What Does This AD Require?

This AD requires you to insert a temporary change into the FAA-approved AFM that adds a limitation for prohibiting flight into icing conditions and adds procedures for when an icing condition occurs.

In preparation of this rule, we contacted type clubs and aircraft operators to obtain technical information and information on operational and economic impacts. We did not receive any information through these contacts. If received, we would have included, in the rulemaking docket, a discussion of any information that may have influenced this action.

Will I Have the Opportunity To Comment Prior to the Issuance of the Rule?

Because the unsafe condition described in this document could result in ice formation on the wings, we find that notice and opportunity for public prior comment are impracticable. Therefore, good cause exists for making this amendment effective in less than 30 days.

Comments Invited

How Do I Comment on This AD?

Although this action is in the form of a final rule and was not preceded by notice and opportunity for public comment, FAA invites your comments on the rule. You may submit whatever written data, views, or arguments you choose. You need to include the rule's docket number and submit your comments to the address specified under the caption ADDRESSES. We will consider all comments received on or before the closing date specified above. We may amend this rule in light of comments received. Factual information that supports your ideas and suggestions is extremely helpful in evaluating the effectiveness of the AD action and determining whether we need to take additional rulemaking action.

Are There Any Specific Portions of the AD I Should Pay Attention To?

We specifically invite comments on the overall regulatory, economic, environmental, and energy aspects of the rule that might suggest a need to modify the rule. You may view all comments we receive before and after the closing date of the rule in the Rules Docket. We will file a report in the Rules Docket that summarizes each FAA contact with the public that concerns the substantive parts of this AD.

How Can I Be Sure FAA Receives My Comment?

If you want us to acknowledge the receipt of your mailed comments, you must include a self-addressed, stamped postcard. On the postcard, write “Comments to Docket No. 2002-CE-19-AD.” We will date stamp and mail the postcard back to you.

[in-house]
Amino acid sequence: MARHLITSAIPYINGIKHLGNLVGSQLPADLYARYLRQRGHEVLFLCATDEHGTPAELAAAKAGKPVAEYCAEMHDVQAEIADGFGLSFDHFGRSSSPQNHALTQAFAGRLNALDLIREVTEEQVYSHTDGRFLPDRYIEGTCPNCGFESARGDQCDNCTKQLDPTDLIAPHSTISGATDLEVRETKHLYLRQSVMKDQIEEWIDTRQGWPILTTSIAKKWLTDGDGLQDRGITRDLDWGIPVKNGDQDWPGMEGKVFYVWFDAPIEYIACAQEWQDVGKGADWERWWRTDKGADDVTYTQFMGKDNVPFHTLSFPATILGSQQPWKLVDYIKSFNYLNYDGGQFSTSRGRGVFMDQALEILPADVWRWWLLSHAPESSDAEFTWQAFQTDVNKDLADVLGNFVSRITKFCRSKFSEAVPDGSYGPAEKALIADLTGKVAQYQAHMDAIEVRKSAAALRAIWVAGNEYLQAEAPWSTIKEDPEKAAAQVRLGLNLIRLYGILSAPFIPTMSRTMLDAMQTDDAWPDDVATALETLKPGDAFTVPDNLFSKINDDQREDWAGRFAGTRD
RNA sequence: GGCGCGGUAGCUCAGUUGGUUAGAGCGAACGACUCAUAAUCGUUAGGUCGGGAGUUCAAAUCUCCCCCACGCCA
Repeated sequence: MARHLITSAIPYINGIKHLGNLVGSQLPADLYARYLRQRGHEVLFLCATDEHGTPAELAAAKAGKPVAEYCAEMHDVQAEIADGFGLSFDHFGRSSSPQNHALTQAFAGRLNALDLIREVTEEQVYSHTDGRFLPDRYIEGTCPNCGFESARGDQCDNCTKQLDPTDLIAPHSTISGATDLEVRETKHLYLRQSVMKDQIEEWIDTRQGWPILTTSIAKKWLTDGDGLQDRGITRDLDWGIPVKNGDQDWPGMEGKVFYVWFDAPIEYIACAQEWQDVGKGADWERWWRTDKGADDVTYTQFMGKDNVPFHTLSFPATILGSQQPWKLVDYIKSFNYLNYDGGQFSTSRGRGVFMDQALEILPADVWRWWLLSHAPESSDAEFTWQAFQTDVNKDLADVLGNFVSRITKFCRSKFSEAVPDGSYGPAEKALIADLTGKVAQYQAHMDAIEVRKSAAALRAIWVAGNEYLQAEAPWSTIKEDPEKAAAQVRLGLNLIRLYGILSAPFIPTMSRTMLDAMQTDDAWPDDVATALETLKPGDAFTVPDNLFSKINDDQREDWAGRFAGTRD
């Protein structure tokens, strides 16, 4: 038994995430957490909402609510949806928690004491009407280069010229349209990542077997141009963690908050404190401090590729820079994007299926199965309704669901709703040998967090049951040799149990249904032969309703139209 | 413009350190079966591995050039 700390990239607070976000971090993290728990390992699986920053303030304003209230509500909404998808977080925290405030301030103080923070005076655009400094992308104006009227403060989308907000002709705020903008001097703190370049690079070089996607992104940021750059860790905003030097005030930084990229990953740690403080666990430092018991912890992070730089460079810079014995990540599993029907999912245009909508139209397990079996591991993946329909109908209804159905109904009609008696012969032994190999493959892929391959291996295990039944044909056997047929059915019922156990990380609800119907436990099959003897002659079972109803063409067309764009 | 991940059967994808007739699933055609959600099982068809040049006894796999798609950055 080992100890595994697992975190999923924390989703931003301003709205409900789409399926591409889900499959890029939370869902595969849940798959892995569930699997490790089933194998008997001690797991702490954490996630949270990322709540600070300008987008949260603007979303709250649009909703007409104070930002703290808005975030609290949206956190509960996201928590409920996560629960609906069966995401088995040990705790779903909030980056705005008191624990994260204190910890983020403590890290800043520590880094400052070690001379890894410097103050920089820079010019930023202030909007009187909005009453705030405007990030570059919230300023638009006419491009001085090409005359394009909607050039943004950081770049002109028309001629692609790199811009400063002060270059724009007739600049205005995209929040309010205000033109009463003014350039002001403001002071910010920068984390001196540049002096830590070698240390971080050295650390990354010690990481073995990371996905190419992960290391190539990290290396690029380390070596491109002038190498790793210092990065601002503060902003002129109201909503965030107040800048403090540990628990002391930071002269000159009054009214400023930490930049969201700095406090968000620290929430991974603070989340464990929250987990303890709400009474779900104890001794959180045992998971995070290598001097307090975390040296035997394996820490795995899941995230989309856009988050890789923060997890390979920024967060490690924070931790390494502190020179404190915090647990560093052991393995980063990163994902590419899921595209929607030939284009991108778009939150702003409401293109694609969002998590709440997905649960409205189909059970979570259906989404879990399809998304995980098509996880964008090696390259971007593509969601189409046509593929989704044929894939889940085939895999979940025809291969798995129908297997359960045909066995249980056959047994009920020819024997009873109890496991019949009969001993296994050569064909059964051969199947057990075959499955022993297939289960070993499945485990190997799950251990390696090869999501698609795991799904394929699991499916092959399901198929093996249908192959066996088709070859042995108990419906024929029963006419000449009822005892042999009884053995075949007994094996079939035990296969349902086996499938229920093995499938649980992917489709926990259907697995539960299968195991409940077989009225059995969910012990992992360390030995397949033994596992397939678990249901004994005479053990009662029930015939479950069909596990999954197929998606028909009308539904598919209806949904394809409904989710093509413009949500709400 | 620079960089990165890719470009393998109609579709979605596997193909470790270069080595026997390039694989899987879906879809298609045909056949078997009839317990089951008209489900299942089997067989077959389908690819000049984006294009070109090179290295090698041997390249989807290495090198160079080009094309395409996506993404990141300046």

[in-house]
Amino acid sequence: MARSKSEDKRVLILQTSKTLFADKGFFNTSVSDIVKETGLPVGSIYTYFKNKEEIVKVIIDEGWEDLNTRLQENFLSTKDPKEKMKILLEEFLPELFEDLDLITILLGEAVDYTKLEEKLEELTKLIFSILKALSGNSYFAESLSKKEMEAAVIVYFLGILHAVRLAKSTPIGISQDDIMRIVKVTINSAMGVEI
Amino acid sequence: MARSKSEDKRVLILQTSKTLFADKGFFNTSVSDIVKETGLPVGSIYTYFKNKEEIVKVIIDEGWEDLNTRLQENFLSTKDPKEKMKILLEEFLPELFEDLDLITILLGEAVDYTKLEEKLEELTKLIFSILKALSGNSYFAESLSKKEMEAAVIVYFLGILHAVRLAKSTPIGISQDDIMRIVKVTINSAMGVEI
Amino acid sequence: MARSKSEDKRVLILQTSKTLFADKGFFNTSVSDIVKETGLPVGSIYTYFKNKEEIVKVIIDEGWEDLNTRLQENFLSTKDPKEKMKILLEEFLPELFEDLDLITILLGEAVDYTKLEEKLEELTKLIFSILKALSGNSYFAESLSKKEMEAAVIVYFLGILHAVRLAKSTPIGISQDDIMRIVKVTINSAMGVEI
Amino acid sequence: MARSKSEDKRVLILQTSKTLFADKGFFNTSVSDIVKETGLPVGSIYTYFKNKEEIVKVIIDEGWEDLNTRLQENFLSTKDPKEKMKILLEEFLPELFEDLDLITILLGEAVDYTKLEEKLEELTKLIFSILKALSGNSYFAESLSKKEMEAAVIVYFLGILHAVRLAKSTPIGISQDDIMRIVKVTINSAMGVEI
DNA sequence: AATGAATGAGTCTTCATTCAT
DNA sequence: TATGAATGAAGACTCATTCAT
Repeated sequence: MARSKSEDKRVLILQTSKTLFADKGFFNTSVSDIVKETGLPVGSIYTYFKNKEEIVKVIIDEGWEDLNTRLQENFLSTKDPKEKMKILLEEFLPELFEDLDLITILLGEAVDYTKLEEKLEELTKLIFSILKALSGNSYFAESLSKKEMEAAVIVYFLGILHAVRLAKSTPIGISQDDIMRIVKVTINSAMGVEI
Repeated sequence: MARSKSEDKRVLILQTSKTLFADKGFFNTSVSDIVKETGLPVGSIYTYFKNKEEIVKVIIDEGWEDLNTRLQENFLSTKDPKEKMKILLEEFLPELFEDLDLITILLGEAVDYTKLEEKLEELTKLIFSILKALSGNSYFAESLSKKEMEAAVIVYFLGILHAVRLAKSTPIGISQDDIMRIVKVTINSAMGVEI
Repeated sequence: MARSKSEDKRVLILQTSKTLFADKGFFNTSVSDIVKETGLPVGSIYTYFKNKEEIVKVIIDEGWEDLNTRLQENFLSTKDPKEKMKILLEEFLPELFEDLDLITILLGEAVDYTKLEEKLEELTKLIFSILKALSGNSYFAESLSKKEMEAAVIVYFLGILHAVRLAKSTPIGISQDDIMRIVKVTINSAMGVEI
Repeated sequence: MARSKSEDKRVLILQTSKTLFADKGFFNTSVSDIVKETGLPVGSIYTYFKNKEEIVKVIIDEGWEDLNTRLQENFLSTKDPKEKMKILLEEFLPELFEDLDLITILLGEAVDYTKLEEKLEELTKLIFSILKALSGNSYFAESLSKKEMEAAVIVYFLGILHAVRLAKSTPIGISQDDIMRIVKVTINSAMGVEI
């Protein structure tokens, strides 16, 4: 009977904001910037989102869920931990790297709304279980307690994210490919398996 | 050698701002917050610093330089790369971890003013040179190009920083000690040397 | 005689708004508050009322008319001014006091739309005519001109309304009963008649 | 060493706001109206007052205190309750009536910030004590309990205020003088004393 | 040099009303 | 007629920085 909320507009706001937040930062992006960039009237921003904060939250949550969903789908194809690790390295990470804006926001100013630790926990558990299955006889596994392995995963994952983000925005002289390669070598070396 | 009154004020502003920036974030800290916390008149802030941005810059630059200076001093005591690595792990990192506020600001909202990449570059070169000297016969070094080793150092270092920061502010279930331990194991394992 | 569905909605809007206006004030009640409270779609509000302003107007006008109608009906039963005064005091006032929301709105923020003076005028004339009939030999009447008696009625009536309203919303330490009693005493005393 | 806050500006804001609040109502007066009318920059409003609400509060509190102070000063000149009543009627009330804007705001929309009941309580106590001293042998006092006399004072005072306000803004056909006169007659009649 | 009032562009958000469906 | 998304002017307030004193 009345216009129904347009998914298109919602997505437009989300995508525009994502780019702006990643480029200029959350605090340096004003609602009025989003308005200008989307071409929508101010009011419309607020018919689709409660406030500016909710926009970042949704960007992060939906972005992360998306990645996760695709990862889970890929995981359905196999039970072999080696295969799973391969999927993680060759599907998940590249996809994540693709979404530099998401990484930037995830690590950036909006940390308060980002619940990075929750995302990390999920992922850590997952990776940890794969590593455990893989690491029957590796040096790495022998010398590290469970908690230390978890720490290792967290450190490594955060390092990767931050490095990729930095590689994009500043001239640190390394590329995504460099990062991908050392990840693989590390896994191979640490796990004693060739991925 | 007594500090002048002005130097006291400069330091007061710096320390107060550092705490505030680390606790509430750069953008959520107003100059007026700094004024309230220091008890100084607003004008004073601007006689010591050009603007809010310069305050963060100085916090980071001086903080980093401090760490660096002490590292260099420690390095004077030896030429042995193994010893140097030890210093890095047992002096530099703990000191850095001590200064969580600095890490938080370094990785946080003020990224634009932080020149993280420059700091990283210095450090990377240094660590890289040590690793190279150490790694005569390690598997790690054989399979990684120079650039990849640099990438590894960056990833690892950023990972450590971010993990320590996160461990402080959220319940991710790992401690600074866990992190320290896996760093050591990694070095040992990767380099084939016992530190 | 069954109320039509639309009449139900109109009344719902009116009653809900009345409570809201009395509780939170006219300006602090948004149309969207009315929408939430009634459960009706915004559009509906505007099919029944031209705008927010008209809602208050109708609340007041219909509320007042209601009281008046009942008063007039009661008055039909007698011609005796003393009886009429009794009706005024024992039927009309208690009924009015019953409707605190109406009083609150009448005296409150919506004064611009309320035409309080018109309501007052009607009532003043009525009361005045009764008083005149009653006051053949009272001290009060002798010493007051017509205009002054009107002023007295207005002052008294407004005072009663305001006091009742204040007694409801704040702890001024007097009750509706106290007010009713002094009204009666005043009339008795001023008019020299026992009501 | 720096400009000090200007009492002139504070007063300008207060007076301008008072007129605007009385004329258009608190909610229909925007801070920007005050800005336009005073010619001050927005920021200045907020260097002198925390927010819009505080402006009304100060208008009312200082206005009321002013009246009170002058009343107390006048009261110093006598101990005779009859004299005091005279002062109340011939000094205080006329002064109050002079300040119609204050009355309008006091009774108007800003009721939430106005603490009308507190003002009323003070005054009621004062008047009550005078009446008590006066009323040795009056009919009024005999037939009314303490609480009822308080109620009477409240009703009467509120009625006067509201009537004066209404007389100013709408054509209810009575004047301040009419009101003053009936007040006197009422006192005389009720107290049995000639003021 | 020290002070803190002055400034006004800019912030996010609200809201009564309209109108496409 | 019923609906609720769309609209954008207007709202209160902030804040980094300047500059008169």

Compliance Time of This AD

What Is the Compliance Time of This AD?

The compliance time of this AD is “within the next 15 calendar days after the effective date of this AD.”

Why Is the Compliance Time Presented in Calendar Time Instead of Hours Time-in-Service (TIS)?

Although ice formation on the wings is only unsafe during flight, this unsafe condition is not a result of the number of times the airplane is operated. The chance of this situation occurring is the same for an airplane with 10 hours time-in-service (TIS) as it would be for an airplane with 500 hours TIS. For this reason, the FAA has determined that a compliance based on calendar time should be utilized in this AD in order to assure that the unsafe condition is addressed on all airplanes in a reasonable time period.

Regulatory Impact

Does This AD Impact Various Entities?

These regulations will not have a substantial direct effect on the States, on the relationship between the national Government and the States, or on the distribution of power and responsibilities among the various levels of government. Therefore, FAA has determined that this final rule does not have federalism implications under Executive Order 13132.

Does This AD Involve a Significant Rule or Regulatory Action?

We have determined that this regulation is an emergency regulation that must be issued immediately to correct an unsafe condition in aircraft, and is not a significant regulatory action under Executive Order 12866. It has been determined further that this action involves an emergency regulation under DOT Regulatory Policies and Procedures (44 FR 11034, February 26, 1979). If it is determined that this emergency regulation otherwise would be significant under DOT Regulatory Policies and Procedures, a final regulatory evaluation will be prepared and placed in the Rules Docket (otherwise, an evaluation is not required). A copy of it, if filed, may be obtained from the Rules Docket.

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List of Subjects in 14 CFR Part 39

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Adoption of the Amendment